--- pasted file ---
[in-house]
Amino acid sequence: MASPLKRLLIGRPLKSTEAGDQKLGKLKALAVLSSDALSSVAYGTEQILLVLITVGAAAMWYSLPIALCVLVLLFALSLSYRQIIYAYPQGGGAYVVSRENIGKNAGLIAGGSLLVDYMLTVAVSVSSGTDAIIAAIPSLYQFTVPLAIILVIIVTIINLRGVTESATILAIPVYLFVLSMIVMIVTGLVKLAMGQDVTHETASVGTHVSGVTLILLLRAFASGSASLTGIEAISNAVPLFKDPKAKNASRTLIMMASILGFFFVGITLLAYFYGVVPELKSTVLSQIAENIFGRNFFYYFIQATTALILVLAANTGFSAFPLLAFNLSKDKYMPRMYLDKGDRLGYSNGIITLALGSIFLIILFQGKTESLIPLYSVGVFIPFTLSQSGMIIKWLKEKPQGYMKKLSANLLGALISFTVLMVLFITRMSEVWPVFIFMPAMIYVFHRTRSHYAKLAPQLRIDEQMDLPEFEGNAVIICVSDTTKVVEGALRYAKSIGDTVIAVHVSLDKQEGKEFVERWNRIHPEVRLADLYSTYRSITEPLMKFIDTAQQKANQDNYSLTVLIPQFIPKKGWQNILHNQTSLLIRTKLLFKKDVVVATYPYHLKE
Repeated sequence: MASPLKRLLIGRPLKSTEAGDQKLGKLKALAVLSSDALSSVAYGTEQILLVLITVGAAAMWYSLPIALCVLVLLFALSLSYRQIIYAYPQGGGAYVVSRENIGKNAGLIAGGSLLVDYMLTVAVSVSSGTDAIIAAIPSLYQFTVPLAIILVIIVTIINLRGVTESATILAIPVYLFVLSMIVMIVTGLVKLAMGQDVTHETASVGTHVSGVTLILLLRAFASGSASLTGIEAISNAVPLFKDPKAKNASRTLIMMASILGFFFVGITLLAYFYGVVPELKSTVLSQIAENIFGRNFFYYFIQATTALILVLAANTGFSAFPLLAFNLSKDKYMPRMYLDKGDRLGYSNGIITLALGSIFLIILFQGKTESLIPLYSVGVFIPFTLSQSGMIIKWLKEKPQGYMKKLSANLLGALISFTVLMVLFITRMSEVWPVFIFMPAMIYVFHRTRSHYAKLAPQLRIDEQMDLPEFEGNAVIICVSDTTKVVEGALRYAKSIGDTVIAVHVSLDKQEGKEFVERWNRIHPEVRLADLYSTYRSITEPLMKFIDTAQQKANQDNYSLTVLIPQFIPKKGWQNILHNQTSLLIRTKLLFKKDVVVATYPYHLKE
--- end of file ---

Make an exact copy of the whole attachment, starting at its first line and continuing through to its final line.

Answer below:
[in-house]
Amino acid sequence: MASPLKRLLIGRPLKSTEAGDQKLGKLKALAVLSSDALSSVAYGTEQILLVLITVGAAAMWYSLPIALCVLVLLFALSLSYRQIIYAYPQGGGAYVVSRENIGKNAGLIAGGSLLVDYMLTVAVSVSSGTDAIIAAIPSLYQFTVPLAIILVIIVTIINLRGVTESATILAIPVYLFVLSMIVMIVTGLVKLAMGQDVTHETASVGTHVSGVTLILLLRAFASGSASLTGIEAISNAVPLFKDPKAKNASRTLIMMASILGFFFVGITLLAYFYGVVPELKSTVLSQIAENIFGRNFFYYFIQATTALILVLAANTGFSAFPLLAFNLSKDKYMPRMYLDKGDRLGYSNGIITLALGSIFLIILFQGKTESLIPLYSVGVFIPFTLSQSGMIIKWLKEKPQGYMKKLSANLLGALISFTVLMVLFITRMSEVWPVFIFMPAMIYVFHRTRSHYAKLAPQLRIDEQMDLPEFEGNAVIICVSDTTKVVEGALRYAKSIGDTVIAVHVSLDKQEGKEFVERWNRIHPEVRLADLYSTYRSITEPLMKFIDTAQQKANQDNYSLTVLIPQFIPKKGWQNILHNQTSLLIRTKLLFKKDVVVATYPYHLKE
Repeated sequence: MASPLKRLLIGRPLKSTEAGDQKLGKLKALAVLSSDALSSVAYGTEQILLVLITVGAAAMWYSLPIALCVLVLLFALSLSYRQIIYAYPQGGGAYVVSRENIGKNAGLIAGGSLLVDYMLTVAVSVSSGTDAIIAAIPSLYQFTVPLAIILVIIVTIINLRGVTESATILAIPVYLFVLSMIVMIVTGLVKLAMGQDVTHETASVGTHVSGVTLILLLRAFASGSASLTGIEAISNAVPLFKDPKAKNASRTLIMMASILGFFFVGITLLAYFYGVVPELKSTVLSQIAENIFGRNFFYYFIQATTALILVLAANTGFSAFPLLAFNLSKDKYMPRMYLDKGDRLGYSNGIITLALGSIFLIILFQGKTESLIPLYSVGVFIPFTLSQSGMIIKWLKEKPQGYMKKLSANLLGALISFTVLMVLFITRMSEVWPVFIFMPAMIYVFHRTRSHYAKLAPQLRIDEQMDLPEFEGNAVIICVSDTTKVVEGALRYAKSIGDTVIAVHVSLDKQEGKEFVERWNRIHPEVRLADLYSTYRSITEPLMKFIDTAQQKANQDNYSLTVLIPQFIPKKGWQNILHNQTSLLIRTKLLFKKDVVVATYPYHLKE